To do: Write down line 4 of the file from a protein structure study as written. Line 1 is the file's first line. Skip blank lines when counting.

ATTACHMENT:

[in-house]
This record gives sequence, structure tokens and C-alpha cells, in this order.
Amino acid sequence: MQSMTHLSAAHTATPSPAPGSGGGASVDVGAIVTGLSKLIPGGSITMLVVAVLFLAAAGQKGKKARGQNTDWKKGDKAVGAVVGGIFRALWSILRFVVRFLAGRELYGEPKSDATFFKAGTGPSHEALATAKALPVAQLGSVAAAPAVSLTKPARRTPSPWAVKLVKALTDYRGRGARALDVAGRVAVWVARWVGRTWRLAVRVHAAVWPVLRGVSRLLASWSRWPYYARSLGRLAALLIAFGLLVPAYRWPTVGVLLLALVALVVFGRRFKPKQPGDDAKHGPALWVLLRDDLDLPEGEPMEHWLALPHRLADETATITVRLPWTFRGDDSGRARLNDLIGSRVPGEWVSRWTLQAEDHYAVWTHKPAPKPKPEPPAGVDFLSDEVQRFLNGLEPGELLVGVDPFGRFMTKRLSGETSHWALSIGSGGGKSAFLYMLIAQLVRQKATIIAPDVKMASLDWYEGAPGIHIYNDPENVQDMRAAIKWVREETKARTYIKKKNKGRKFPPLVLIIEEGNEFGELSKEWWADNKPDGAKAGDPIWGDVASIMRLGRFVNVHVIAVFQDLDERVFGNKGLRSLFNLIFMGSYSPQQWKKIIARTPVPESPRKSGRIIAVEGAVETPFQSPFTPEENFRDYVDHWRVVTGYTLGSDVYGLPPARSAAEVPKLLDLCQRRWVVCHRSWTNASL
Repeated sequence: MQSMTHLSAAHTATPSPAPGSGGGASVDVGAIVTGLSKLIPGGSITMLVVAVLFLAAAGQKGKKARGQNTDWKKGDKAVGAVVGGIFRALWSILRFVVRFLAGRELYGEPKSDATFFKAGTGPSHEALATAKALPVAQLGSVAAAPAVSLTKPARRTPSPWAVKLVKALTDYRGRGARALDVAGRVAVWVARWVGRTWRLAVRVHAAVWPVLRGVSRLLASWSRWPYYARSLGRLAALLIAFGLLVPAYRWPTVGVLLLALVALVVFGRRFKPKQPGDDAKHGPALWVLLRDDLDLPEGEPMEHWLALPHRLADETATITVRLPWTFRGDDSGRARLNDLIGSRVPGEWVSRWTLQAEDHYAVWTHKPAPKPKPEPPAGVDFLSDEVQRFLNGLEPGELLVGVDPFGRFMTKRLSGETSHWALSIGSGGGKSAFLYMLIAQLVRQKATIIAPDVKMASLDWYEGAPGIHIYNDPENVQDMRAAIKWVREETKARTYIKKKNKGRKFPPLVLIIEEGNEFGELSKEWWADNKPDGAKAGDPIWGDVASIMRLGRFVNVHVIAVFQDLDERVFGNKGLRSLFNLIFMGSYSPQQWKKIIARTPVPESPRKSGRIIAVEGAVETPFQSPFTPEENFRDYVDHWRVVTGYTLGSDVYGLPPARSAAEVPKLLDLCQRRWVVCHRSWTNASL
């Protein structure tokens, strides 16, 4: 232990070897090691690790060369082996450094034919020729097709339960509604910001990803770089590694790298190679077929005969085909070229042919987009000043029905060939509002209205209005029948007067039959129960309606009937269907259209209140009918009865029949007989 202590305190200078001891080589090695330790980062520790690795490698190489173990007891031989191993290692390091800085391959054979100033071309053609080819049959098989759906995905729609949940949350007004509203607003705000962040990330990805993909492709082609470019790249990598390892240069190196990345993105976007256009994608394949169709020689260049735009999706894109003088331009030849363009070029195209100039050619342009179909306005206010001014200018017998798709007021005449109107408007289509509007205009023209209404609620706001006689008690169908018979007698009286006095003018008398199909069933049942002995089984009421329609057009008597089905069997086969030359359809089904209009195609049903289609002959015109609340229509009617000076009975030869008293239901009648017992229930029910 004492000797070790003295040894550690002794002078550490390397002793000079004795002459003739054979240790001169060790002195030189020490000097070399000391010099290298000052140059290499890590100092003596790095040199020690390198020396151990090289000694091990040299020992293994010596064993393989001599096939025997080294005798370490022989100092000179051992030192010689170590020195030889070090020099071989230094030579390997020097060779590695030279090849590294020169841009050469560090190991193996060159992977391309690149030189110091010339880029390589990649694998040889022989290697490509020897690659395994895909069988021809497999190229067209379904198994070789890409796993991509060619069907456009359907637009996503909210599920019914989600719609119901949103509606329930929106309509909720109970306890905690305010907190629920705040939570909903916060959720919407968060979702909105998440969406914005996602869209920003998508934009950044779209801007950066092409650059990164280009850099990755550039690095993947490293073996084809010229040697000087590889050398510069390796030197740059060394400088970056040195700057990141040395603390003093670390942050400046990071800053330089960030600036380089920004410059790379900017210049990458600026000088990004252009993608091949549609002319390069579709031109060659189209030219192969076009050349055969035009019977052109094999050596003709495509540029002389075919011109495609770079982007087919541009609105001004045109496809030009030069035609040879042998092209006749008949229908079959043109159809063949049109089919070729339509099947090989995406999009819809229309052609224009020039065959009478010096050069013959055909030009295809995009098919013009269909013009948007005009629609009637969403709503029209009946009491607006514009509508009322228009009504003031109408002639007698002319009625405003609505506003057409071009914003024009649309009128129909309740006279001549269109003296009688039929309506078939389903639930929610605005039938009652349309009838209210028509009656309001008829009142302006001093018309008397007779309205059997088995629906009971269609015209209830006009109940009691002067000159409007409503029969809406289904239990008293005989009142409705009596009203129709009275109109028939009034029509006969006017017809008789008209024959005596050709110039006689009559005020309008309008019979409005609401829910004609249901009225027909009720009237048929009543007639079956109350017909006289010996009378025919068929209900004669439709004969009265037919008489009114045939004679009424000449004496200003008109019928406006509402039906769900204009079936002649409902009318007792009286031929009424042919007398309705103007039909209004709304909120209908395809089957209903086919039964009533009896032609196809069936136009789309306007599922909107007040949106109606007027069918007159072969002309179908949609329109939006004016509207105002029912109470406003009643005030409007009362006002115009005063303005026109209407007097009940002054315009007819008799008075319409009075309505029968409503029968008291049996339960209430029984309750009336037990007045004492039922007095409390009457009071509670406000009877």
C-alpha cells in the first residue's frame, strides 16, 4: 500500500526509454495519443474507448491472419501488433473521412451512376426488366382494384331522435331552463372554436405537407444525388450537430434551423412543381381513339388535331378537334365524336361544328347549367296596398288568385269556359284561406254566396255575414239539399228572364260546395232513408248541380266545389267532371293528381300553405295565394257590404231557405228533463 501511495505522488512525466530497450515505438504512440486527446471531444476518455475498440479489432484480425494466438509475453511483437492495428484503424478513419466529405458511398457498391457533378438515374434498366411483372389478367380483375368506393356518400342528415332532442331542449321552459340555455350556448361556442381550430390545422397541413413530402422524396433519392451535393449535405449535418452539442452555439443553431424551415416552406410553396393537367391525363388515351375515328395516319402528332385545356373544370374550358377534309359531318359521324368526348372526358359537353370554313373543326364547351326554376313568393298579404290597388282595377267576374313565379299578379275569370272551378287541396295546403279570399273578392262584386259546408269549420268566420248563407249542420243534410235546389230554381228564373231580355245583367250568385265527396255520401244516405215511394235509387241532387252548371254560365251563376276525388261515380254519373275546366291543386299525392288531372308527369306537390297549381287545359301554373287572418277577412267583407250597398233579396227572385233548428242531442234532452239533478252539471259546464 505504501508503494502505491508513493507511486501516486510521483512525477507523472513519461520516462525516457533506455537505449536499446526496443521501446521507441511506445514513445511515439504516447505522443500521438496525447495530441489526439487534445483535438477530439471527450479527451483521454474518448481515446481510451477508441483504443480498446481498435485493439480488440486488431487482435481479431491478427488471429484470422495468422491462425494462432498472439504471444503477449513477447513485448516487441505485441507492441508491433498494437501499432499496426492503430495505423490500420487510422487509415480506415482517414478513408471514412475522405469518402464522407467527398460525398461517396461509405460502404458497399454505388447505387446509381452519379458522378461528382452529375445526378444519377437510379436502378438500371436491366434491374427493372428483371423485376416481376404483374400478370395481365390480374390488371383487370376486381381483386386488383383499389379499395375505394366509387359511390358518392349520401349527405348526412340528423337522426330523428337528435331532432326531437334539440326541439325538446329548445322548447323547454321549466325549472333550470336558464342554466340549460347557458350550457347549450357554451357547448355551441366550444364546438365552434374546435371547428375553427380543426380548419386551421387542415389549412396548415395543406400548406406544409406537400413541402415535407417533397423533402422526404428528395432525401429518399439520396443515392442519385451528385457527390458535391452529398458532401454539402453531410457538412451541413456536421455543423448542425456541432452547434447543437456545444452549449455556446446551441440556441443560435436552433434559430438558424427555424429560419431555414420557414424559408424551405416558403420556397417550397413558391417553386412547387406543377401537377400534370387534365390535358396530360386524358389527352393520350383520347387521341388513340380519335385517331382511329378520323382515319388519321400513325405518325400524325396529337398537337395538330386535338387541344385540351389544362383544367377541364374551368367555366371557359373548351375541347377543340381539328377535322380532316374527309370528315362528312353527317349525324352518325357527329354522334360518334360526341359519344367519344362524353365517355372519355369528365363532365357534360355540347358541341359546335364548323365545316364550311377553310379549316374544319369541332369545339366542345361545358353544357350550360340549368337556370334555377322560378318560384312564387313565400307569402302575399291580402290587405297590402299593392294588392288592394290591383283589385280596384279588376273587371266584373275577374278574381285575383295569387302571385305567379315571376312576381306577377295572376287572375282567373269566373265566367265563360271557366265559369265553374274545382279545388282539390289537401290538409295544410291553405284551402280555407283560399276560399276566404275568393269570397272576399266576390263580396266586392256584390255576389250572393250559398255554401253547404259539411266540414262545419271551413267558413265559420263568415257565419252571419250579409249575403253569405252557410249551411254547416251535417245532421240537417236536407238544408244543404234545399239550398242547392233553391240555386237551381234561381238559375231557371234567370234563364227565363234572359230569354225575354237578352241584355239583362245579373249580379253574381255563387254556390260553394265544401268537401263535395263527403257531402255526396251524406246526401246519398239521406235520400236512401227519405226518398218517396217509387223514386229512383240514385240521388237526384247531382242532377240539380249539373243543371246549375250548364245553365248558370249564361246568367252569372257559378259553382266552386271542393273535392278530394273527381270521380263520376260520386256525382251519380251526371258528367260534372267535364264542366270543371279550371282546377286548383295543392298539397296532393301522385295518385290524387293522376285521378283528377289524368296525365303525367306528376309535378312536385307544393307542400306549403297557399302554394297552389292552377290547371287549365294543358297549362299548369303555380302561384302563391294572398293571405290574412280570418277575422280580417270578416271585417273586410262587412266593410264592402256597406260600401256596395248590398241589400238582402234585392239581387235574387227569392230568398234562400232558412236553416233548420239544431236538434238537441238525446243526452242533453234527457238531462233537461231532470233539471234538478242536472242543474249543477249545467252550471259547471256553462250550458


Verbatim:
Repeated sequence: MQSMTHLSAAHTATPSPAPGSGGGASVDVGAIVTGLSKLIPGGSITMLVVAVLFLAAAGQKGKKARGQNTDWKKGDKAVGAVVGGIFRALWSILRFVVRFLAGRELYGEPKSDATFFKAGTGPSHEALATAKALPVAQLGSVAAAPAVSLTKPARRTPSPWAVKLVKALTDYRGRGARALDVAGRVAVWVARWVGRTWRLAVRVHAAVWPVLRGVSRLLASWSRWPYYARSLGRLAALLIAFGLLVPAYRWPTVGVLLLALVALVVFGRRFKPKQPGDDAKHGPALWVLLRDDLDLPEGEPMEHWLALPHRLADETATITVRLPWTFRGDDSGRARLNDLIGSRVPGEWVSRWTLQAEDHYAVWTHKPAPKPKPEPPAGVDFLSDEVQRFLNGLEPGELLVGVDPFGRFMTKRLSGETSHWALSIGSGGGKSAFLYMLIAQLVRQKATIIAPDVKMASLDWYEGAPGIHIYNDPENVQDMRAAIKWVREETKARTYIKKKNKGRKFPPLVLIIEEGNEFGELSKEWWADNKPDGAKAGDPIWGDVASIMRLGRFVNVHVIAVFQDLDERVFGNKGLRSLFNLIFMGSYSPQQWKKIIARTPVPESPRKSGRIIAVEGAVETPFQSPFTPEENFRDYVDHWRVVTGYTLGSDVYGLPPARSAAEVPKLLDLCQRRWVVCHRSWTNASL